Examples of the projects on Platform A
Developing waste gasification facilities to divert waste from landfill and generate lower carbon energy
£5.91 M; 10% a year; 4 year 6 month investment
7, 9, 13
Supplying sustainable and renewable electricity and heat to small businesses
£4.55 M; 5% IRR; 18 year investment
Environmental, social, economic
7, 8, 9, 13
Building a 2MW floating tidal stream turbine
£7 M; 12% a year; 2 year 6 month investment
7, 9, 13
Housing developer building quality social housing and affordable homes
£3.1 M; 7% a year; 1 year 7 month investment
Environmental, social, economic
1, 11, 13
Generating sustainable heat for a group of outdoor adventure centres and other businesses
£780 K; 6% IRR; 17 year investment
Environmental, social, economic
7, 3, 9, 13
Developing pumped storage hydro plants
£1.6 M; 10% a year; 3 year 2 month investment
7, 9, 13
Using whisky production residues to make biochemicals and biofuels
£4.38 M; 15% a year; 2 year investment
7, 9, 13
Helping homeowners to install rooftop solar panels
£675 K; 7.5% IRR; 15 year investment
Environmental, social, economic
7, 9, 11, 13
Building a geothermal power plant
£4.4 M; 2% a year; 1 year 2 month investment
7, 9, 13
Platform B: Reward-Based
Platform B, founded in October 2014, is a German reward-based crowdfunding platform exclusively for sustainable projects. A very inclusive platform at its core, Platform B does not cater to a narrow range of sustainable initiatives, but welcomes any project that scores high on two axes—sustainability of inputs and outputs. The definition of sustainable input or output is very broad. Inputs, or resources employed in the realization of the project, have to be one or more of the following: “green”, eco-, or fair trade-certified, of local origin, used sparingly, recycled, or renewable. As for the outputs, the project has to benefit climate, environment, flora and fauna, cultural property, natural resources, or people.
Being a reward-based platform, Platform B prohibits its projects from offering rewards with a financial return and most of the rewards are purely symbolic with little to no tangible value, for example, a jute bag with project logo or a visit to an animal shelter. However, some projects offer more tangible rewards (particularly pre-sale type crowdfunding campaigns). Platform B uses a flexible funding model, that is, projects can keep the money even if they have not reached a target amount. Only 24% of projects manage to collect 100% or more of their target amount.
Examples of the projects on Platform B
Establishing an organic farm
€9672 raised of €11,000 target by 5 backers
12, 13, 15
Opening a shop for ecologically and fairly produced products
€3904 raised of €10,000 target by 62 backers
Environmental, social, economic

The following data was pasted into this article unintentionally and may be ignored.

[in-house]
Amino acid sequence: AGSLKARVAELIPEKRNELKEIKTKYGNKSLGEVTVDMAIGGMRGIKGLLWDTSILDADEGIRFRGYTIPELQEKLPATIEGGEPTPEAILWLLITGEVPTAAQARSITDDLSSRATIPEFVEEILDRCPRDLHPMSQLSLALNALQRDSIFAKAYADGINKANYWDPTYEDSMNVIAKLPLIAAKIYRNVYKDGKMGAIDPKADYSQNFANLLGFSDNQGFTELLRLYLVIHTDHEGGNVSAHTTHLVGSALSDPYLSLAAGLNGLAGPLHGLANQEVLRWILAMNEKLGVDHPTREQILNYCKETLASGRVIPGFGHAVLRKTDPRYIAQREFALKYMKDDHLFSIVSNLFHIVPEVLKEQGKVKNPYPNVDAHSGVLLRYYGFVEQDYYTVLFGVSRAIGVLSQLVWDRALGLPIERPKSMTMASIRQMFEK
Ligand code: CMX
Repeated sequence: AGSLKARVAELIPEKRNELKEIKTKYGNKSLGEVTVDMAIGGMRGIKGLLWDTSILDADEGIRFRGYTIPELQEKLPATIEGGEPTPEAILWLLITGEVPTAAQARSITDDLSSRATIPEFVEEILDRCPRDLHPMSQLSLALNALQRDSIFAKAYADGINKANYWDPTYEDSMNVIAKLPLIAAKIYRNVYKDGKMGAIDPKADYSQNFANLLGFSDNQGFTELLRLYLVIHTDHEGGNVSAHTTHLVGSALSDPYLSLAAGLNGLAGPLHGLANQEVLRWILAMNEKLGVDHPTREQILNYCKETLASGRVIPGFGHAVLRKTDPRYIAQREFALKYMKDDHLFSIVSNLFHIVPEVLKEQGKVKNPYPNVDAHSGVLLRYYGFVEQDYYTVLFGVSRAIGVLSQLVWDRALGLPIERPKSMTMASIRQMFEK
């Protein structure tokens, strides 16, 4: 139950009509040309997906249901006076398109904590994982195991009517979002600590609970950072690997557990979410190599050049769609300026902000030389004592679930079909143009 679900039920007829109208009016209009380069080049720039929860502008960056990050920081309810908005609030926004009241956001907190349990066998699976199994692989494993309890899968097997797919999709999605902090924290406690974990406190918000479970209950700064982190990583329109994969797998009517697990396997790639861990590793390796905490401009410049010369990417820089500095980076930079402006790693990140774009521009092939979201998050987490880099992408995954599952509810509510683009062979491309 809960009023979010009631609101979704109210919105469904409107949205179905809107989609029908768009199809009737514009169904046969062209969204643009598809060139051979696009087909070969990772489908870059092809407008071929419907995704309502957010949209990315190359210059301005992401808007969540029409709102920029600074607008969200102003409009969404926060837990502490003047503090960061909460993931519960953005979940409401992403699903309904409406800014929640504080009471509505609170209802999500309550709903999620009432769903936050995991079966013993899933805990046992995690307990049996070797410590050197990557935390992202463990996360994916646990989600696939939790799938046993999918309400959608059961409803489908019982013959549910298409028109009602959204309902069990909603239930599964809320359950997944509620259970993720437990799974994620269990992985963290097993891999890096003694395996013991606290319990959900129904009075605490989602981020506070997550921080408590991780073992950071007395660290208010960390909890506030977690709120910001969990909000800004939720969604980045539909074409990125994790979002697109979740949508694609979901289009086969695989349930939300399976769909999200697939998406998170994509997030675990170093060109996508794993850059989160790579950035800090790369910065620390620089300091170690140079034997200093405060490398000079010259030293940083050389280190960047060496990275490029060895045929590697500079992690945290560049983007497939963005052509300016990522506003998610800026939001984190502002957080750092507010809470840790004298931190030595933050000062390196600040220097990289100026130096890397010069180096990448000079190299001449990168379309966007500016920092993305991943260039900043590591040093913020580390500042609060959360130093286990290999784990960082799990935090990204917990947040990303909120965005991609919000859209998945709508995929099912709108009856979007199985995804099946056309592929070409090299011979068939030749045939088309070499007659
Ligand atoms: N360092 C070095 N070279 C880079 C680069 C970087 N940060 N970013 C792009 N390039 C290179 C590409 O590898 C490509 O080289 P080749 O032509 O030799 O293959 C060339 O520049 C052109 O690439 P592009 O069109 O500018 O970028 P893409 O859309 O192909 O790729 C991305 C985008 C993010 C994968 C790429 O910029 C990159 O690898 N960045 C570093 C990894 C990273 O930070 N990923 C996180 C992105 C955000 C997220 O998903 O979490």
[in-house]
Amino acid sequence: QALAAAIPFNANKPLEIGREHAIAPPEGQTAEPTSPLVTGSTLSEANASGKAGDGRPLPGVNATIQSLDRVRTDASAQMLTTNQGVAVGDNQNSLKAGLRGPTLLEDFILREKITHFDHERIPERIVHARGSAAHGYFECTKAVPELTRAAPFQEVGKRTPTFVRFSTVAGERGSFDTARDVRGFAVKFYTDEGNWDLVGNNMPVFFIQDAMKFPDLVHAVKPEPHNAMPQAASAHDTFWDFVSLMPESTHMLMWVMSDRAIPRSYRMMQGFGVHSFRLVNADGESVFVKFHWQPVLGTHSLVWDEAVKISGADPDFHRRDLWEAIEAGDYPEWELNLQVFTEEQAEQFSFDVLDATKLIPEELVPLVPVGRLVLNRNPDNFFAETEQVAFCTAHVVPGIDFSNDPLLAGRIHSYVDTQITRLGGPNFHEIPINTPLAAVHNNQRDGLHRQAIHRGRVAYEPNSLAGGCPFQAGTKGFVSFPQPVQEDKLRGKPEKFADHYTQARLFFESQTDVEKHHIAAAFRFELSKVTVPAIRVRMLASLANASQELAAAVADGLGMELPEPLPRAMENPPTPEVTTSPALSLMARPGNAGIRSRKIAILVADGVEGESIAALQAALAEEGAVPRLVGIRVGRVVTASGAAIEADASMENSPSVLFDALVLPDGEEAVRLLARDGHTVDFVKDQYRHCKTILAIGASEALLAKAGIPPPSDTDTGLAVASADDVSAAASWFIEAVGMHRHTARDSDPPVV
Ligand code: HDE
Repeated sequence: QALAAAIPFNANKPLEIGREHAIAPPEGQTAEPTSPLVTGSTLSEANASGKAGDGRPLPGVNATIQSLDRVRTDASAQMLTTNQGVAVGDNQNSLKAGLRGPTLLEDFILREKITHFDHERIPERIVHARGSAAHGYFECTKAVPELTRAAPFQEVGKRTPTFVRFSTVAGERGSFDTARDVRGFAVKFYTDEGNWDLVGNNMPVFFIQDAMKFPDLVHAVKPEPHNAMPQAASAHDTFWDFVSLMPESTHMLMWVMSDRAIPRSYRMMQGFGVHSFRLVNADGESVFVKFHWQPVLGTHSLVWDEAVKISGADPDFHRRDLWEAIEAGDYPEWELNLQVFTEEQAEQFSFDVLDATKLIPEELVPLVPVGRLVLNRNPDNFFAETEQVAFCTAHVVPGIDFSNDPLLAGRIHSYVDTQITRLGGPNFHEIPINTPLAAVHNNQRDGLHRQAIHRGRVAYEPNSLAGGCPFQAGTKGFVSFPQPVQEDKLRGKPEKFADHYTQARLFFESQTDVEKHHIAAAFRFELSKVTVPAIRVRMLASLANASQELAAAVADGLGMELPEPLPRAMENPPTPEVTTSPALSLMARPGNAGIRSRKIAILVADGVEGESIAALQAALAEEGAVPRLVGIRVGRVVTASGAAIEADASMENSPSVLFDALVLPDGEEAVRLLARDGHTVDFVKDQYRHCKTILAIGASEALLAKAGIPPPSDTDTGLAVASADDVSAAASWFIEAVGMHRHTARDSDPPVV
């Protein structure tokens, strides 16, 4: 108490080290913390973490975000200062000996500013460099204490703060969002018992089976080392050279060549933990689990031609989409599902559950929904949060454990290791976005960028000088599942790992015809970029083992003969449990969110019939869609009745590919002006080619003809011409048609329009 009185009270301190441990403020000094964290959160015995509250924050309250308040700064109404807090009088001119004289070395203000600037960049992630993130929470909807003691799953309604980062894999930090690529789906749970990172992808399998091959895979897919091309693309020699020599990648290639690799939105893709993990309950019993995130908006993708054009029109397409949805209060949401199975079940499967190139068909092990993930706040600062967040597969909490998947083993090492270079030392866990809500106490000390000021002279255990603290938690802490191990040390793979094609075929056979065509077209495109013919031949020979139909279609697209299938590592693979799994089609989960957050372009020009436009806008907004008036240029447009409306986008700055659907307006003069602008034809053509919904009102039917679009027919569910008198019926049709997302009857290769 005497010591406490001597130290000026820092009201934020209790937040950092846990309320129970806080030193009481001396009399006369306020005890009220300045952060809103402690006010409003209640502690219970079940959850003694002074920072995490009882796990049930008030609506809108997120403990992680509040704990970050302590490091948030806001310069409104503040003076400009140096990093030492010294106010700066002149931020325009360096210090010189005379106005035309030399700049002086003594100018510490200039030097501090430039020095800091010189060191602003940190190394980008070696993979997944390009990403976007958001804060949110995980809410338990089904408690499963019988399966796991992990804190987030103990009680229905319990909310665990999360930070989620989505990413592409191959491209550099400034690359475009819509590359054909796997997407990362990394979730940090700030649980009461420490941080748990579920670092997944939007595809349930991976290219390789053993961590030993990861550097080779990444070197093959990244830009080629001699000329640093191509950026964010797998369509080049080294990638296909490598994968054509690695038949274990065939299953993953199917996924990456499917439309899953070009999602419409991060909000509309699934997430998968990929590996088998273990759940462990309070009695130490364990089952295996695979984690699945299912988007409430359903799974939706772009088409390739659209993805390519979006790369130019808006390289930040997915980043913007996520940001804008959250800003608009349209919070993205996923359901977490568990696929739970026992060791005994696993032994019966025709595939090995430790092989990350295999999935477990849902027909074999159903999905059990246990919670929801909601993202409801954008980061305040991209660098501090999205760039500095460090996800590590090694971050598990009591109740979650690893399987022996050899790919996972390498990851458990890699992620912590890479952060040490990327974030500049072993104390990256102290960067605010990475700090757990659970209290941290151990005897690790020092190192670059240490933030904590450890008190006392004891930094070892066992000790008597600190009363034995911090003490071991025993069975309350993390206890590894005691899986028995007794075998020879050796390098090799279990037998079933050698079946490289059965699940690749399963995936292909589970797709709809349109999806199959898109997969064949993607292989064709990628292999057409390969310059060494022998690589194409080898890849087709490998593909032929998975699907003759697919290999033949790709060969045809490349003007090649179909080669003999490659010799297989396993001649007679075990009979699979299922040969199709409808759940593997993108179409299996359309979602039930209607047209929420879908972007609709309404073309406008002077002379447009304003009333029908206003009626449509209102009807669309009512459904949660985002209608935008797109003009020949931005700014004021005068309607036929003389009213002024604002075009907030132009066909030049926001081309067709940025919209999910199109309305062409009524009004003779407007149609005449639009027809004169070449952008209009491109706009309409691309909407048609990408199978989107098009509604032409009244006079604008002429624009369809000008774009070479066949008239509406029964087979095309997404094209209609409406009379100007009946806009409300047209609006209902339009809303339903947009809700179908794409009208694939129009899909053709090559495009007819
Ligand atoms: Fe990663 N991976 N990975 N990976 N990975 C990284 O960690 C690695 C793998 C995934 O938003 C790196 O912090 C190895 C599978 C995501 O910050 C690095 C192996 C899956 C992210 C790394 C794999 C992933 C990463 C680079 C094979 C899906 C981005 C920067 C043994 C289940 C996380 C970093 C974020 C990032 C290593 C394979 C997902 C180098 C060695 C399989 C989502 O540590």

1, 8, 12, 13, 15
Sustainable educational game on protection of marine environment
€8422 raised of €9000 target by 318 backers
4, 13, 14
Beach clean-up for plastics
€687 raised of €686 target by 22 backers
Company organizing sustainable clothing rental
€1027 raised of €978 target by 32 backers
9, 12, 13
Extending a café selling organic produce
€1886 raised of €3000 target by 24 backers
12, 13, 15
Production of a magazine about local heroes contributing to more sustainable and fair local community
€6752 raised of €6498 target by 122 backers
1, 8, 11, 12, 13
Non-profit organization taking care of native and exotic wildlife
€22,646 raised of €30,000 target by 639 backers
Platform C: Donation-Based
Platform C is a donation-based crowdfunding platform headquartered in the United Kingdom. Platform C serves as a two-sided platform that connects donors to good causes with three types of beneficiaries: charities, corporations, and individuals. A charity can set up a personalized webpage with information about the organization and the good causes it is working on, as well as buttons offering visitors the opportunity to donate to the charity or organize fundraisers in its name. Additionally, charities can set up campaigns to gather funds for specific purposes (e.g. provision of humanitarian aid to those affected by a natural disaster). A company can similarly create its own branded webpage to showcase charitable efforts by company employees and the amount of funding they raise. Finally, individuals can use Platform C not only for making donations but also for fundraising purposes. They can start their own donation-based crowdfunding campaign (e.g. asking help in financing an operation for a relative) or link their fundraising initiative to one of the charities/causes represented on the platform.
Examples of the projects on Platform C
Supporting a domestic violence refuge for women and young girls
£2160 raised of £1200 target by 63 backers
The London Marathon for Prostate Cancer UK
£57,290 raised of £40,000 target by 233 backers
Create a home for someone in housing need in the UK
£5763 raised of £6000 target by 18 backers
Renovating the community garden to benefit the local community and wildlife within it
£993 raised of £1000 target by 58 backers
£1168.00 raised of £1000 target by 44 backers
Building clean, energy-efficient cook stoves to reduce harmful emissions in India
£1600.00 raised of £1600 target by 8 backers
9, 11, 13
Fundraising for WWF-UK by running Tough Mudder
£3333.39 raised of £3250 target by 128 backers
13, 14, 15
Support children and young people’s mental health on World Mental Health Day
£7508.86 raised of £7500 target by 82 backers
Raising money for a local children’s hospice
£18,204.76 raised of £15,000 target by 43 backers
Platform D: Hybrid